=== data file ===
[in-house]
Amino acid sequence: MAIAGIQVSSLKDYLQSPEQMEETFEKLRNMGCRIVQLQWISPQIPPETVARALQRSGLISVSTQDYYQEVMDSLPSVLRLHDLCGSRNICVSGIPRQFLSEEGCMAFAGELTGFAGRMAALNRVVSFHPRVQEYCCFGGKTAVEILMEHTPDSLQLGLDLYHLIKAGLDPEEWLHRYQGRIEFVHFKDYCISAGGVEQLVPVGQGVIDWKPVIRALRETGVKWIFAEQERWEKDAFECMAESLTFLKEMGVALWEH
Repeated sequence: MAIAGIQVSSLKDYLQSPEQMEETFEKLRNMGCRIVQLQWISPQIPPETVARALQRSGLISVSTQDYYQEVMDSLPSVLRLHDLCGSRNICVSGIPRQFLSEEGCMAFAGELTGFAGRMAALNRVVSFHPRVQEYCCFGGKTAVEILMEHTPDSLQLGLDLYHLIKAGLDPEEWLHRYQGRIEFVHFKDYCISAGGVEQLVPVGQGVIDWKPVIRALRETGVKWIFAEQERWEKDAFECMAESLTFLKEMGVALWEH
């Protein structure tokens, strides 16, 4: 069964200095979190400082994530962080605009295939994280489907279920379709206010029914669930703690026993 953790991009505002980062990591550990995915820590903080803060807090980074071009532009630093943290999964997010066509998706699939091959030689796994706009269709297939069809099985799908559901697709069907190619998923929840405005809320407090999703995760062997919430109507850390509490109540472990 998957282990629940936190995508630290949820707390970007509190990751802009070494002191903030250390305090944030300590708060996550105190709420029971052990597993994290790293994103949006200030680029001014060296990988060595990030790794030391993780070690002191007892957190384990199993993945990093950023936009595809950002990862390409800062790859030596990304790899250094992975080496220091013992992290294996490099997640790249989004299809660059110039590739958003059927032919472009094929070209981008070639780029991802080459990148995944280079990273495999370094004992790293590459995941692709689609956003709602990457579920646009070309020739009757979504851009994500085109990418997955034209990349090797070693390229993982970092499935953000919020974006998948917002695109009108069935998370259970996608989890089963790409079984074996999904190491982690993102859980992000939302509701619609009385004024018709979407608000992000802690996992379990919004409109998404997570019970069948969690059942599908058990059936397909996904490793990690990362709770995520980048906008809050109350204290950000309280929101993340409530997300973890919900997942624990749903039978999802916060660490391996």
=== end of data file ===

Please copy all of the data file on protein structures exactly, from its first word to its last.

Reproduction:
[in-house]
Amino acid sequence: MAIAGIQVSSLKDYLQSPEQMEETFEKLRNMGCRIVQLQWISPQIPPETVARALQRSGLISVSTQDYYQEVMDSLPSVLRLHDLCGSRNICVSGIPRQFLSEEGCMAFAGELTGFAGRMAALNRVVSFHPRVQEYCCFGGKTAVEILMEHTPDSLQLGLDLYHLIKAGLDPEEWLHRYQGRIEFVHFKDYCISAGGVEQLVPVGQGVIDWKPVIRALRETGVKWIFAEQERWEKDAFECMAESLTFLKEMGVALWEH
Repeated sequence: MAIAGIQVSSLKDYLQSPEQMEETFEKLRNMGCRIVQLQWISPQIPPETVARALQRSGLISVSTQDYYQEVMDSLPSVLRLHDLCGSRNICVSGIPRQFLSEEGCMAFAGELTGFAGRMAALNRVVSFHPRVQEYCCFGGKTAVEILMEHTPDSLQLGLDLYHLIKAGLDPEEWLHRYQGRIEFVHFKDYCISAGGVEQLVPVGQGVIDWKPVIRALRETGVKWIFAEQERWEKDAFECMAESLTFLKEMGVALWEH
């Protein structure tokens, strides 16, 4: 069964200095979190400082994530962080605009295939994280489907279920379709206010029914669930703690026993 953790991009505002980062990591550990995915820590903080803060807090980074071009532009630093943290999964997010066509998706699939091959030689796994706009269709297939069809099985799908559901697709069907190619998923929840405005809320407090999703995760062997919430109507850390509490109540472990 998957282990629940936190995508630290949820707390970007509190990751802009070494002191903030250390305090944030300590708060996550105190709420029971052990597993994290790293994103949006200030680029001014060296990988060595990030790794030391993780070690002191007892957190384990199993993945990093950023936009595809950002990862390409800062790859030596990304790899250094992975080496220091013992992290294996490099997640790249989004299809660059110039590739958003059927032919472009094929070209981008070639780029991802080459990148995944280079990273495999370094004992790293590459995941692709689609956003709602990457579920646009070309020739009757979504851009994500085109990418997955034209990349090797070693390229993982970092499935953000919020974006998948917002695109009108069935998370259970996608989890089963790409079984074996999904190491982690993102859980992000939302509701619609009385004024018709979407608000992000802690996992379990919004409109998404997570019970069948969690059942599908058990059936397909996904490793990690990362709770995520980048906008809050109350204290950000309280929101993340409530997300973890919900997942624990749903039978999802916060660490391996």